There is no research showing that melatonin should be added to foods and drinks, though it has been baked into brownies and added to beverages and marketed as “relaxation” aids. The amount of melatonin used was typically more than a usual bedtime dose of 5 milligrams, though standard dosage has not been established. The FDA required companies to remove melatonin from their products, noting that it has medical uses but is NOT recognized as a safe addition to foods. Although hundreds of melatonin studies have been published, many of them involved only small numbers of people, were not scientifically rigorous, and used unspecified types of products. 

What should I do if I took too much melatonin?

If someone may be experiencing a melatonin overdose or worrisome side effects, use the webPOISONCONTROL® online tool for guidance or call Poison Control at 1-800-222-1222. 

Rose Ann Gould Soloway, RN, BSN, MSEd, DABAT emerita
Clinical Toxicologist

Kelly Johnson-Arbor, MD, FACEP, FUHM, FACMT
Medical Toxicologist

Poisoned?

Call 1-800-222-1222 or

HELP ME online

This Really Happened

Case 1: A 2-year-old boy swallowed up to 138 milligrams (mg) of melatonin over an hour. He slept for a couple of hours and was then fine.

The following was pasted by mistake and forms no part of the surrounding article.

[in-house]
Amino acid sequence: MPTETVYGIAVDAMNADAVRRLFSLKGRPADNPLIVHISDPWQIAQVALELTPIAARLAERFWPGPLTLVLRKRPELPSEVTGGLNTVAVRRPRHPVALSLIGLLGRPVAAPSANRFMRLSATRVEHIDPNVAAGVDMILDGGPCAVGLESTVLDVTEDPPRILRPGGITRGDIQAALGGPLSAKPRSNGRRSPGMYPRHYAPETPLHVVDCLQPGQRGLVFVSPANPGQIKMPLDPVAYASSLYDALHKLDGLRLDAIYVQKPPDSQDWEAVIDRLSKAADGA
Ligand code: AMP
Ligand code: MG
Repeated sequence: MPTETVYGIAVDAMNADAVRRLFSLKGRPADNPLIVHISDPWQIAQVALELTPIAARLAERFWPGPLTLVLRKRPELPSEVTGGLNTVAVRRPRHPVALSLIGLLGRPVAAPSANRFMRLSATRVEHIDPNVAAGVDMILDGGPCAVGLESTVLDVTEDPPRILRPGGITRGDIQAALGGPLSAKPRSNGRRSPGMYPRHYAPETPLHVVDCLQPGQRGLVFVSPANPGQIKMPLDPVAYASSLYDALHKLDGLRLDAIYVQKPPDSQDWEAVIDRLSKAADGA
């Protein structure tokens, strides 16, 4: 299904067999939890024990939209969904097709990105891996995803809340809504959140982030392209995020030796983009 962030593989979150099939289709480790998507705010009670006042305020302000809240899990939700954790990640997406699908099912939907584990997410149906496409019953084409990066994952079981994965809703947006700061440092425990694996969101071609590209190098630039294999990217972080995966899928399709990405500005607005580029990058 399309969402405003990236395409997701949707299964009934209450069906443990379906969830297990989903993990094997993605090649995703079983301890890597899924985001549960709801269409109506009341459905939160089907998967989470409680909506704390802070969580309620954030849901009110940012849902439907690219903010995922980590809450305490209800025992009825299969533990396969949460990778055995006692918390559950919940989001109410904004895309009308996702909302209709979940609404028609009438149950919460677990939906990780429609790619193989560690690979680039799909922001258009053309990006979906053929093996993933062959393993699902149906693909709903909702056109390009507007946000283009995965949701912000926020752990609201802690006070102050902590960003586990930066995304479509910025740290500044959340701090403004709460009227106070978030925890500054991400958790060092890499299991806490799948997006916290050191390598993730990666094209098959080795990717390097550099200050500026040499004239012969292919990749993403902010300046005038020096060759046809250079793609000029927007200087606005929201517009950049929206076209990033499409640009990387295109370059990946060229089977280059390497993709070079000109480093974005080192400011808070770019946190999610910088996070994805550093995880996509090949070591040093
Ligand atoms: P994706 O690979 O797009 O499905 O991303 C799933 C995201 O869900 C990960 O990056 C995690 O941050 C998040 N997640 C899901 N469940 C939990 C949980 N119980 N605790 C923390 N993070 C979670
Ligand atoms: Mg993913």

Case 2: A 4-year-old girl swallowed an estimated 39 mg of liquid melatonin. She didn't develop drowsiness or any other symptoms.

Case 3: A 50-year-old woman took a deliberate overdose of 100 mg of melatonin time-release tablets. She developed drowsiness that persisted for about 12 hours and her pulse rate was slightly increased for a few hours.


For More Information


References

Bendz LM, Scates AC. Melatonin treatment for insomnia in pediatric patients with attention-deficit/hyperactivity disorder. Ann Pharmacother 2010;44:185-91.

Buscemi N, Vandermeer B, Pandya R, Hooton N, Tjosvold L, Hartling L, Baker G, Vohra S, Klassen T. Melatonin for Treatment of Sleep Disorders. Summary, Evidence Report/Technology Assessment No. 108. (Prepared by the University of Alberta Evidence-based Practice Center, under Contract No. 290-02-0023.) AHRQ Publication No. 05-E002-1. Rockville, MD: Agency for Healthcare Research and Quality. November 2004.

Herxheimer A, Petrie KJ. Melatonin for the prevention and treatment of jet lag. Cochrane Database of Systematic Reviews 2002, Issue 2. Art. No.: CD001520. DOI: 10.1002/14651858.CD001520.

Rajaratnam SMW, Cohen Da, Rogers NL. Melatonin and melatonin analogues. Sleep Med Clin. 2009;4:179–193. doi:10.1016/j.jsmc.2009.02.007


Poisoned?

Call 1-800-222-1222 or

HELP ME online

This Really Happened

Case 1: A 2-year-old boy swallowed up to 138 milligrams (mg) of melatonin over an hour. He slept for a couple of hours and was then fine.

Case 2: A 4-year-old girl swallowed an estimated 39 mg of liquid melatonin. She didn't develop drowsiness or any other symptoms.

Case 3: A 50-year-old woman took a deliberate overdose of 100 mg of melatonin time-release tablets. She developed drowsiness that persisted for about 12 hours and her pulse rate was slightly increased for a few hours.